Poverty, Fertility and Child Labor: Does Demand Theory of Fertility Matter? An Exploratory Study in India

Gargi Bhattacharya, Sushil K. Haldar

Abstract


It is hypothesized that fertility, poverty and child labor are jointly determined variables; neither can be assumed to be an independent determinant of the other. In a simultaneous equation framework, we find that demand theory of fertility does hold good even at the lower level of income where the females are compelled to go outside home for cash in order to avoid destitute and they prefer less number of children. Therefore, in order to regulate fertility in India, one can suggest increasing female employment opportunity at the informal sector, since formal sector job is severely restricted in India. It is observed that child labor is caused by lower health status and poor human capital investment. Thus, if we increase the per capita social sector expenditure on education and healthcare, it directly augments enrollment of the children in school. Since health and education is treated as complementary to each other, a rise in social sector investment has some spillover benefits to the society.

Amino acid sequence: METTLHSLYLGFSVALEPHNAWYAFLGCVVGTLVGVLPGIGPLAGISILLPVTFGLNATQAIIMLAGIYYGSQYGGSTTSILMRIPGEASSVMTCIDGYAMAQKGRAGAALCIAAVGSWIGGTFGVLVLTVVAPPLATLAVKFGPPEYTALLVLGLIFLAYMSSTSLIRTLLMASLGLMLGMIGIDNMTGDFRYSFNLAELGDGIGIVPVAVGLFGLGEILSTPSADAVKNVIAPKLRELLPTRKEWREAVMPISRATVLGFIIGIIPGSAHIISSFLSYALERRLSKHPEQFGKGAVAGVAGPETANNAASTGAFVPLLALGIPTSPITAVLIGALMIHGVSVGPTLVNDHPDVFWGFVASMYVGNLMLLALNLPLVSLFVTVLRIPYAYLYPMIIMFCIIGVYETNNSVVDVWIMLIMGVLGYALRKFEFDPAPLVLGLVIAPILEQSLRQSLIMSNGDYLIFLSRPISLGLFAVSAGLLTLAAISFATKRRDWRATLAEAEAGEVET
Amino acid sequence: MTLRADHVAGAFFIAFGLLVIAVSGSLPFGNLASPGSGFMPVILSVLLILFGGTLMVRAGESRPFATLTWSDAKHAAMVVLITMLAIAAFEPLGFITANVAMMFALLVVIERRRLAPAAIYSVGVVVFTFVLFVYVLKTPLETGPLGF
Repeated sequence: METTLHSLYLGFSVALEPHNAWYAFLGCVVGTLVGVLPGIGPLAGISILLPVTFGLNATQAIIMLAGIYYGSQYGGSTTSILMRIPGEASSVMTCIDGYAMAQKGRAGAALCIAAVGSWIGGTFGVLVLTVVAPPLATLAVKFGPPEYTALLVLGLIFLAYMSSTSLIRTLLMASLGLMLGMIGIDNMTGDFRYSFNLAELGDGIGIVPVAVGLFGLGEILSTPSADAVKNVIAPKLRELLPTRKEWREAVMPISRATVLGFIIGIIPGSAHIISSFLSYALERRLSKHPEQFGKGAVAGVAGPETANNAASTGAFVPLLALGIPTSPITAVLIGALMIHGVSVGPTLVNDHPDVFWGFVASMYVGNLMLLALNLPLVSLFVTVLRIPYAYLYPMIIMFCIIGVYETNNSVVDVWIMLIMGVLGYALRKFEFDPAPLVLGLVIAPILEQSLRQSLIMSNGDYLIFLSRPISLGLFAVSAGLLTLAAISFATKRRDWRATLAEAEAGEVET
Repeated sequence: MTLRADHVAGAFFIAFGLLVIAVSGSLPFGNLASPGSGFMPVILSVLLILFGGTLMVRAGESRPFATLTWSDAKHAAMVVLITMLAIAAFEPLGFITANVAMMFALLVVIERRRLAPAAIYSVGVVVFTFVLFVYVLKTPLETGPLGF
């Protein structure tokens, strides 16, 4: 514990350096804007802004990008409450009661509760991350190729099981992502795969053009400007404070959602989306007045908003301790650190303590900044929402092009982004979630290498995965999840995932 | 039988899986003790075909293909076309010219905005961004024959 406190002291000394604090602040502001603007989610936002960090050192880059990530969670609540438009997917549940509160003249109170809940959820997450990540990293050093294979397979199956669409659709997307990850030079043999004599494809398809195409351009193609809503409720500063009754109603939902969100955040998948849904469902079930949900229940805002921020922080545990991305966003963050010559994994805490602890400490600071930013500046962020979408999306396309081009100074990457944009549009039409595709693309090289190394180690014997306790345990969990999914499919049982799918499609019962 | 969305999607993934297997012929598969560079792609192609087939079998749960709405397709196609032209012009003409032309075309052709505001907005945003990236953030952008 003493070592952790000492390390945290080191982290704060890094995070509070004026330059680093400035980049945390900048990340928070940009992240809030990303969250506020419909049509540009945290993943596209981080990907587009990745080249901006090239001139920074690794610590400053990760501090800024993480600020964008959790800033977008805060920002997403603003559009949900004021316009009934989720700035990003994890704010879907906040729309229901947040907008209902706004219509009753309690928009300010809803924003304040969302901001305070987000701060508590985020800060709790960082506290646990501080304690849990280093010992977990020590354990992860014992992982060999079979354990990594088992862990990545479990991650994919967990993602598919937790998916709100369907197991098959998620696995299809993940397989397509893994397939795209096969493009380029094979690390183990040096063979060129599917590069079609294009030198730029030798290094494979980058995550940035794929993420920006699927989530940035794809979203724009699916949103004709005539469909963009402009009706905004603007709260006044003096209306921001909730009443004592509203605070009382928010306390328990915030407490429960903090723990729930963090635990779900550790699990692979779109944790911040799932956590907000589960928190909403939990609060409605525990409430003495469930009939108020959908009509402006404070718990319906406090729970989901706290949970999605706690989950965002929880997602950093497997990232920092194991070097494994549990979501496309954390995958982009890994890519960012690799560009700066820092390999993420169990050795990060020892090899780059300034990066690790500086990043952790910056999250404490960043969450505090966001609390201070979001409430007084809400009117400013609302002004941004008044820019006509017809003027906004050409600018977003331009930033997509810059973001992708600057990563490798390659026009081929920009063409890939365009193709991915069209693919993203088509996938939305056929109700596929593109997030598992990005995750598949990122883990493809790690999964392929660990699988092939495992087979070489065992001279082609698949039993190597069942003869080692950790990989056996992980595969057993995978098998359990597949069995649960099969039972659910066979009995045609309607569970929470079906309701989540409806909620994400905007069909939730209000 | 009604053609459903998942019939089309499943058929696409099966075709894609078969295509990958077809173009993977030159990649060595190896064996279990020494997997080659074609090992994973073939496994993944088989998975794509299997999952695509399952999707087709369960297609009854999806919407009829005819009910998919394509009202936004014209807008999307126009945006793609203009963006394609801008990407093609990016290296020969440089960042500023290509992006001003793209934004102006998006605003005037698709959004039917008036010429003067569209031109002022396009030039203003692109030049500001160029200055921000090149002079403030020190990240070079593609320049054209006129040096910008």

Keywords


Demand theory of fertility; Poverty;Female labor force participation in unorganized sector; Social sector expenditure

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DOI: http://dx.doi.org/10.18533/ijbsr.v2i3.179

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International journal of business and social research (Print)
ISSN 2164-2540

International journal of business and social research (Online)
ISSN 2164-2559

[International Journal of Business and Social Research (IJBSR) previously published by MIR Center for Socio-Economic Research, MD, USA. From February 2018 this journal is published by the LAR Center Press, OR, USA]